One of the most frequently asked questions during USGA Course Consulting Service visits is whether the putting greens need to be renovated, or what the normal lifespan of a putting green is. This is often a difficult question to answer. When deciding to implement a renovation, it is important to have a high degree of certainty that golfers will be happy with the putting greens afterwards. The USGA article, “Time to Rebuild the Putting Greens – Or Is It?” gives some additional insight into issues that can influence rebuilding decisions.
In general, there are five major reasons behind most putting green renovations:
- Catastrophic turf loss
- Significant loss of putting green area as a result of collar encroachment
- Organic matter accumulation to a degree that is difficult to dilute with core aeration and sand topdressing
- Desire for architectural changes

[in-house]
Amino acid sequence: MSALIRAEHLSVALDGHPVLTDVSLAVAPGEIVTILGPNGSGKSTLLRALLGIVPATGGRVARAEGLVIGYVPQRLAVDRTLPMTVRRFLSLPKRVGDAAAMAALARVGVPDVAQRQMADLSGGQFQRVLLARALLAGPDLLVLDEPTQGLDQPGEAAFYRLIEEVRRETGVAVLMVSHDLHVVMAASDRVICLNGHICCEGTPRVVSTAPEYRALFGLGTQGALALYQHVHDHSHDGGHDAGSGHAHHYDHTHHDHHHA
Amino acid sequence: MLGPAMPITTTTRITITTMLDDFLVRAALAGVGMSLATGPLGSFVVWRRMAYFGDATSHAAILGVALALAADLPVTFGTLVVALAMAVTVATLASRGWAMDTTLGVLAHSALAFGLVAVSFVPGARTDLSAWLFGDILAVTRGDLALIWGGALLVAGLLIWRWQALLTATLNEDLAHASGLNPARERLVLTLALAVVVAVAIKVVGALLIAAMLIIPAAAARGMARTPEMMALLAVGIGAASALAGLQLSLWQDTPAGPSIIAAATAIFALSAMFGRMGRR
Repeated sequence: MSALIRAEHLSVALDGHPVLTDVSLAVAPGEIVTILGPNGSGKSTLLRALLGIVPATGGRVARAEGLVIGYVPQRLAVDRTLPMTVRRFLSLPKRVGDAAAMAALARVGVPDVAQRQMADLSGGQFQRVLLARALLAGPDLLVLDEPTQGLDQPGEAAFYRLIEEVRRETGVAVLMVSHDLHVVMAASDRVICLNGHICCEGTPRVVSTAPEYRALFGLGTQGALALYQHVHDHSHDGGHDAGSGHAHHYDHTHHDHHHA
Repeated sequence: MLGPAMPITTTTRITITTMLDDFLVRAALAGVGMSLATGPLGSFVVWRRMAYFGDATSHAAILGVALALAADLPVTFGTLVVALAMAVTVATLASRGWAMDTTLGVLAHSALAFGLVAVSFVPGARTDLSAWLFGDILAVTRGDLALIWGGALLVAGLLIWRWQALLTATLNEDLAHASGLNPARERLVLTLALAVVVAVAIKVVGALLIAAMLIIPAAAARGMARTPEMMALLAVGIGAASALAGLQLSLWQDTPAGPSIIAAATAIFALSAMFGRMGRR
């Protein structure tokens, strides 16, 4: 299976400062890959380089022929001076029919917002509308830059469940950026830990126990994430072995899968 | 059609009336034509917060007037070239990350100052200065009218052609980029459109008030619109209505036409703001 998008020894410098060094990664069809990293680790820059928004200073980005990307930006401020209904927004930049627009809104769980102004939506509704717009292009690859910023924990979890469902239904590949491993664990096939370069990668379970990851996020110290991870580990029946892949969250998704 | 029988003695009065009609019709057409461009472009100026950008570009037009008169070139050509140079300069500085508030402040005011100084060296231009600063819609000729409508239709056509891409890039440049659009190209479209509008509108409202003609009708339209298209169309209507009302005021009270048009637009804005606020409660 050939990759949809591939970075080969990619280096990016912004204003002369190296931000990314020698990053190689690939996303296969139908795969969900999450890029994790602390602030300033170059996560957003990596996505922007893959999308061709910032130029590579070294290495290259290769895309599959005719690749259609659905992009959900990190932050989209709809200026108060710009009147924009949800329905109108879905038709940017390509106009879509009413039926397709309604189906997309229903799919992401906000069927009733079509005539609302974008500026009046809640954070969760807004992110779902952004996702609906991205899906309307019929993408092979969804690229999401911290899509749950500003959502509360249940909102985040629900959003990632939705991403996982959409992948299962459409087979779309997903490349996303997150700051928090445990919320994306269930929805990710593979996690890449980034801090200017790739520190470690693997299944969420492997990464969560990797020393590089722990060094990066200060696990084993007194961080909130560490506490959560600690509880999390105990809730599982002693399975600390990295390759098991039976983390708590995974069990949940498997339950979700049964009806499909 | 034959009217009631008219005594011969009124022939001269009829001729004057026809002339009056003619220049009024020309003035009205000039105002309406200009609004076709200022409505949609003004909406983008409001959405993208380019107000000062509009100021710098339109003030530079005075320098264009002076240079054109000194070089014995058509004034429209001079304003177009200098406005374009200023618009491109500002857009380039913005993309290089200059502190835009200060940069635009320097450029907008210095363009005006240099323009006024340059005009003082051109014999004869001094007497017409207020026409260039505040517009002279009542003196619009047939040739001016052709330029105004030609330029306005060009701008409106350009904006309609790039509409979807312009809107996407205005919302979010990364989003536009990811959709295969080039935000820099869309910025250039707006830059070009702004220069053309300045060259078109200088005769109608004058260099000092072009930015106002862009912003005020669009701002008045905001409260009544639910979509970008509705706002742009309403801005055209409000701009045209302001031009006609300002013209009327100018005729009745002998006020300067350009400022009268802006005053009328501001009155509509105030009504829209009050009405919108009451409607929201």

- High populations of less-desirable turf that negatively affect ball roll and playability
Creeping bentgrass and annual bluegrass putting greens commonly express variable appearances because these grasses are derived from genetically diverse seeds. Ultradwarf bermudagrass putting greens are established from homogenous sprigs, making the development of off-types that can give variable aesthetics and playability a significant concern. If off-types are affecting the texture or smoothness of putting surfaces, the urgency for a renovation may be more significant than if they are just visually noticeable. However, it is important to remember that there are other reasons why putting greens may have a splotchy appearance that have nothing to do with the presence of off-types or undesirable grasses.
Most golf courses would prefer not to renovate their putting greens because of the cost and disruption to play, but sometimes renovation is necessary. For those facilities that choose to renovate putting greens, the experience is almost like buying a house – the finished product is appealing, but the decision to move forward should be made with the utmost diligence and attention to detail.
Southeast Region Agronomists:
Chris Hartwiger, director, USGA Course Consulting Service – email@example.com
Steve Kammerer, regional director – firstname.lastname@example.org
Patrick M. O’Brien, agronomist – email@example.com
Addison Barden, agronomist – firstname.lastname@example.org